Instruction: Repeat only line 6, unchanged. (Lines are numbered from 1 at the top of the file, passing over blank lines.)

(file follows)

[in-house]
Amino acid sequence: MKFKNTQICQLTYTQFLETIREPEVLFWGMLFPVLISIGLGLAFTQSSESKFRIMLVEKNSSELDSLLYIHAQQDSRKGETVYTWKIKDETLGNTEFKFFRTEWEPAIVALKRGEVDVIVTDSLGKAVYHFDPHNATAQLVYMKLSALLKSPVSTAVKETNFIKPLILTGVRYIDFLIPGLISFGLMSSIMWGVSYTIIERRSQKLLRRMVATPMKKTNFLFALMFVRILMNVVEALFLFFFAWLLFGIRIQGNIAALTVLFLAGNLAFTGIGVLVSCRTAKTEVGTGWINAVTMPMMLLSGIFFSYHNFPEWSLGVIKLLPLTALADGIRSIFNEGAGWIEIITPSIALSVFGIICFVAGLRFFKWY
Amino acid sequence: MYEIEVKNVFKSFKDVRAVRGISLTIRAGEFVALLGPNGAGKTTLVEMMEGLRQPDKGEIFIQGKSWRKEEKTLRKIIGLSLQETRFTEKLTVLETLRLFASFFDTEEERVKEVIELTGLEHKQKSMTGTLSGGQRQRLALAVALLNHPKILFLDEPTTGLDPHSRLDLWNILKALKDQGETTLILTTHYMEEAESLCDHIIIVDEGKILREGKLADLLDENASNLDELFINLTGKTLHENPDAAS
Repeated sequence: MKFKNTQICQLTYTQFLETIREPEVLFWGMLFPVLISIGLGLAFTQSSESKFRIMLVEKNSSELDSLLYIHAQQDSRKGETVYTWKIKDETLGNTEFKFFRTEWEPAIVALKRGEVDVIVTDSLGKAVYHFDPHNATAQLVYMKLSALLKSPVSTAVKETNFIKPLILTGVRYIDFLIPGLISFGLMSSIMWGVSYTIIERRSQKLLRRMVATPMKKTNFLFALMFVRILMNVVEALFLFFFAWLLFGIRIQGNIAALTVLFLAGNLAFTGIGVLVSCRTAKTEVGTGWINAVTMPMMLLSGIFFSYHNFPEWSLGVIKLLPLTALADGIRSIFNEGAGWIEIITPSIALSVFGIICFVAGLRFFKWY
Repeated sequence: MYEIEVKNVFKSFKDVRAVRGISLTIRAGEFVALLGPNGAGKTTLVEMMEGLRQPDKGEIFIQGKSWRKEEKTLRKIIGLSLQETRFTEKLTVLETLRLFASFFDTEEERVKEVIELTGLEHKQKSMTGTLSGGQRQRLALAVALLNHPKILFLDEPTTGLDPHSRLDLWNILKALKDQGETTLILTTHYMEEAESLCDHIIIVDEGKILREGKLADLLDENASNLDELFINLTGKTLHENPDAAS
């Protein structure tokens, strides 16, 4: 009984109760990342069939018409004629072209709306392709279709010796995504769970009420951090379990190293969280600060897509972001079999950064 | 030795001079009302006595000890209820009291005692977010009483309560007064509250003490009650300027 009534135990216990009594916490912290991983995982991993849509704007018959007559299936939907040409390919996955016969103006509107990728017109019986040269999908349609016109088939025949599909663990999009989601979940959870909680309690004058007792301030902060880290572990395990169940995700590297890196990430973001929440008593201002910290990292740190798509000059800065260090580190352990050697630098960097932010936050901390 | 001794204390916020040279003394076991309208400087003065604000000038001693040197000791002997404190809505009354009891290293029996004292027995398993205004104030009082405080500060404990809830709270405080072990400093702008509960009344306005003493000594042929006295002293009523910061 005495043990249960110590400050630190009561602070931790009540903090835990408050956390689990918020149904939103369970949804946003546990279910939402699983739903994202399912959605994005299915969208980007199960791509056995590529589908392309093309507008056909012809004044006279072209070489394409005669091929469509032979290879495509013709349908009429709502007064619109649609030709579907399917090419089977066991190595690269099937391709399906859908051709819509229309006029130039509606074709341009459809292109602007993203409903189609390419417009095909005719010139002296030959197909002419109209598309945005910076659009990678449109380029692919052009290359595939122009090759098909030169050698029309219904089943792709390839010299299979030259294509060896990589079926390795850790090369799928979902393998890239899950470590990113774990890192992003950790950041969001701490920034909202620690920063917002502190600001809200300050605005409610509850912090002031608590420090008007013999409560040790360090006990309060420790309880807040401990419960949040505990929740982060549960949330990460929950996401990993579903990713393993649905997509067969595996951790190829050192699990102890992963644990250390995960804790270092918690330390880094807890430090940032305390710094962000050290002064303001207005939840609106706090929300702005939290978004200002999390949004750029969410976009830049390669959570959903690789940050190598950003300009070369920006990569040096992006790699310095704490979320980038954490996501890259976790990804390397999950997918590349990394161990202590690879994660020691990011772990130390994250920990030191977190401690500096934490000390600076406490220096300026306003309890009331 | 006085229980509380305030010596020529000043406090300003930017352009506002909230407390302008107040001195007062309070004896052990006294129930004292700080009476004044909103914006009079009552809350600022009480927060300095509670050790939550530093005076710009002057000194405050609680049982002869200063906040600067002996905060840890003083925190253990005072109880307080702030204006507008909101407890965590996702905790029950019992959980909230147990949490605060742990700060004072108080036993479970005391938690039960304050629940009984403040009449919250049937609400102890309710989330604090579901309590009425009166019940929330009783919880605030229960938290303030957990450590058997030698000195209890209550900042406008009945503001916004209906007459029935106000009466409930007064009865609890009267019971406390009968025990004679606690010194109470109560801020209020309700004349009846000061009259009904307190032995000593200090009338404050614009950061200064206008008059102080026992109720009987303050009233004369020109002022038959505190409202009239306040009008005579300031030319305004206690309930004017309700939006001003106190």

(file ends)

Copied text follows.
């Protein structure tokens, strides 16, 4: 009984109760990342069939018409004629072209709306392709279709010796995504769970009420951090379990190293969280600060897509972001079999950064 | 030795001079009302006595000890209820009291005692977010009483309560007064509250003490009650300027 009534135990216990009594916490912290991983995982991993849509704007018959007559299936939907040409390919996955016969103006509107990728017109019986040269999908349609016109088939025949599909663990999009989601979940959870909680309690004058007792301030902060880290572990395990169940995700590297890196990430973001929440008593201002910290990292740190798509000059800065260090580190352990050697630098960097932010936050901390 | 001794204390916020040279003394076991309208400087003065604000000038001693040197000791002997404190809505009354009891290293029996004292027995398993205004104030009082405080500060404990809830709270405080072990400093702008509960009344306005003493000594042929006295002293009523910061 005495043990249960110590400050630190009561602070931790009540903090835990408050956390689990918020149904939103369970949804946003546990279910939402699983739903994202399912959605994005299915969208980007199960791509056995590529589908392309093309507008056909012809004044006279072209070489394409005669091929469509032979290879495509013709349908009429709502007064619109649609030709579907399917090419089977066991190595690269099937391709399906859908051709819509229309006029130039509606074709341009459809292109602007993203409903189609390419417009095909005719010139002296030959197909002419109209598309945005910076659009990678449109380029692919052009290359595939122009090759098909030169050698029309219904089943792709390839010299299979030259294509060896990589079926390795850790090369799928979902393998890239899950470590990113774990890192992003950790950041969001701490920034909202620690920063917002502190600001809200300050605005409610509850912090002031608590420090008007013999409560040790360090006990309060420790309880807040401990419960949040505990929740982060549960949330990460929950996401990993579903990713393993649905997509067969595996951790190829050192699990102890992963644990250390995960804790270092918690330390880094807890430090940032305390710094962000050290002064303001207005939840609106706090929300702005939290978004200002999390949004750029969410976009830049390669959570959903690789940050190598950003300009070369920006990569040096992006790699310095704490979320980038954490996501890259976790990804390397999950997918590349990394161990202590690879994660020691990011772990130390994250920990030191977190401690500096934490000390600076406490220096300026306003309890009331 | 006085229980509380305030010596020529000043406090300003930017352009506002909230407390302008107040001195007062309070004896052990006294129930004292700080009476004044909103914006009079009552809350600022009480927060300095509670050790939550530093005076710009002057000194405050609680049982002869200063906040600067002996905060840890003083925190253990005072109880307080702030204006507008909101407890965590996702905790029950019992959980909230147990949490605060742990700060004072108080036993479970005391938690039960304050629940009984403040009449919250049937609400102890309710989330604090579901309590009425009166019940929330009783919880605030229960938290303030957990450590058997030698000195209890209550900042406008009945503001916004209906007459029935106000009466409930007064009865609890009267019971406390009968025990004679606690010194109470109560801020209020309700004349009846000061009259009904307190032995000593200090009338404050614009950061200064206008008059102080026992109720009987303050009233004369020109002022038959505190409202009239306040009008005579300031030319305004206690309930004017309700939006001003106190």